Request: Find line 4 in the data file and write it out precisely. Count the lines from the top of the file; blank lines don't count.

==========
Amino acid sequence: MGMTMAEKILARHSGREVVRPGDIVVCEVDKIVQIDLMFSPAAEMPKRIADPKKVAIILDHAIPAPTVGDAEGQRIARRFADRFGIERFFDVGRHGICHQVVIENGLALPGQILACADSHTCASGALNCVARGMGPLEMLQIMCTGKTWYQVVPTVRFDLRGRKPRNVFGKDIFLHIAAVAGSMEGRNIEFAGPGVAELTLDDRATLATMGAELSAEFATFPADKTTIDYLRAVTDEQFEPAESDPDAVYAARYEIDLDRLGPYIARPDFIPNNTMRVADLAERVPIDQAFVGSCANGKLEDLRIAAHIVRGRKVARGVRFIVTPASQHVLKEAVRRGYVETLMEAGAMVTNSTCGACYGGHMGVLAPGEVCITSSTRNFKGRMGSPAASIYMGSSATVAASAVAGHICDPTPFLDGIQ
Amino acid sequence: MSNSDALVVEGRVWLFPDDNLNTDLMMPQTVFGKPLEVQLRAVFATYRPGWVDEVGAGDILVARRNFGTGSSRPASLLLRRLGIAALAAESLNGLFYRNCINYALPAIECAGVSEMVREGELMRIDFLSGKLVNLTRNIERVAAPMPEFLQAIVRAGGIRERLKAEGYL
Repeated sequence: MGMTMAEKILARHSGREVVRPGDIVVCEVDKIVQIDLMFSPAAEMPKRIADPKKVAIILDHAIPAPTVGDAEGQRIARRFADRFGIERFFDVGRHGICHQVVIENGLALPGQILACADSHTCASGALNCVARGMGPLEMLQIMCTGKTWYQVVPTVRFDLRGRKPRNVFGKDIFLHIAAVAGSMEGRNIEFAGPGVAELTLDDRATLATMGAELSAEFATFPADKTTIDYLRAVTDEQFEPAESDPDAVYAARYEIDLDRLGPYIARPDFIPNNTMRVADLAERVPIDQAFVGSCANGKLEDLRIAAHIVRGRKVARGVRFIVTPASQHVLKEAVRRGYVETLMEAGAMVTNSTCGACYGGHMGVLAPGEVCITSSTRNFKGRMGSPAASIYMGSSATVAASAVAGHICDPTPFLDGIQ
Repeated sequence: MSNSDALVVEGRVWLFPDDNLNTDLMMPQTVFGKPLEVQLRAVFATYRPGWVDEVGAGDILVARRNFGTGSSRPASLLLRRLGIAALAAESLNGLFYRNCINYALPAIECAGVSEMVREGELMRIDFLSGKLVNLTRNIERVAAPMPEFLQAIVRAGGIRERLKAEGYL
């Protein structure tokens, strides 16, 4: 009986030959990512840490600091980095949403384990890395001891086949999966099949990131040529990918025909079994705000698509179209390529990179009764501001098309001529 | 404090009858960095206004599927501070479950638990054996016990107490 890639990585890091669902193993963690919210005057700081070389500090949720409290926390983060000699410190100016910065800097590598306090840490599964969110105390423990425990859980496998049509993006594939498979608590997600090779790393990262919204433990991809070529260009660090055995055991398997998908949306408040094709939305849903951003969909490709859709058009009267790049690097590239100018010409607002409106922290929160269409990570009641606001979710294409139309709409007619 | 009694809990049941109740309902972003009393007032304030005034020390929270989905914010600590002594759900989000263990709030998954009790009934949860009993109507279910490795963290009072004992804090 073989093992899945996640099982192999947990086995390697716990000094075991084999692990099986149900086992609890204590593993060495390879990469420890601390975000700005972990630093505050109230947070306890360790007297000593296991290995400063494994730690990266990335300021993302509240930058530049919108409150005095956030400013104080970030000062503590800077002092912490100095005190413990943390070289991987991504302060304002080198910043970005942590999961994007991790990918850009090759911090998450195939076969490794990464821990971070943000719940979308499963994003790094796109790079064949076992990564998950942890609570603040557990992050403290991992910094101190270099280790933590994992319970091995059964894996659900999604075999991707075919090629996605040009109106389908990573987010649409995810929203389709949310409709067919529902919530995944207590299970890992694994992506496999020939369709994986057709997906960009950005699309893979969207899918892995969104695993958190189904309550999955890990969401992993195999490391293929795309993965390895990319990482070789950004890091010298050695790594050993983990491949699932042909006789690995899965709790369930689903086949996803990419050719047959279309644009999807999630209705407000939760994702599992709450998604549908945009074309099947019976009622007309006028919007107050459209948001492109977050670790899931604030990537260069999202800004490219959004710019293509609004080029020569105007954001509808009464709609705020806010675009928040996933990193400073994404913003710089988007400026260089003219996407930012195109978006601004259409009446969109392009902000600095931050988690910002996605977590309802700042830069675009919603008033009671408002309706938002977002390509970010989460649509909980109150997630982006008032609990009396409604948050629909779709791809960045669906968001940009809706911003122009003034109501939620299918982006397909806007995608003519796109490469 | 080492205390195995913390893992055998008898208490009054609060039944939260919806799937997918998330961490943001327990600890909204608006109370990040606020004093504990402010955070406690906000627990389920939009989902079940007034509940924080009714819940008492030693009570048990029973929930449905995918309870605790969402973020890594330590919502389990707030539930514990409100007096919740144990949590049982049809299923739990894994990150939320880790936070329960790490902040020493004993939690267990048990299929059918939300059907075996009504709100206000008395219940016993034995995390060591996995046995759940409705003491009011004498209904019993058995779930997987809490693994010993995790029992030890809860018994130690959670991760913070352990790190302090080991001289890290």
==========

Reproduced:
Repeated sequence: MSNSDALVVEGRVWLFPDDNLNTDLMMPQTVFGKPLEVQLRAVFATYRPGWVDEVGAGDILVARRNFGTGSSRPASLLLRRLGIAALAAESLNGLFYRNCINYALPAIECAGVSEMVREGELMRIDFLSGKLVNLTRNIERVAAPMPEFLQAIVRAGGIRERLKAEGYL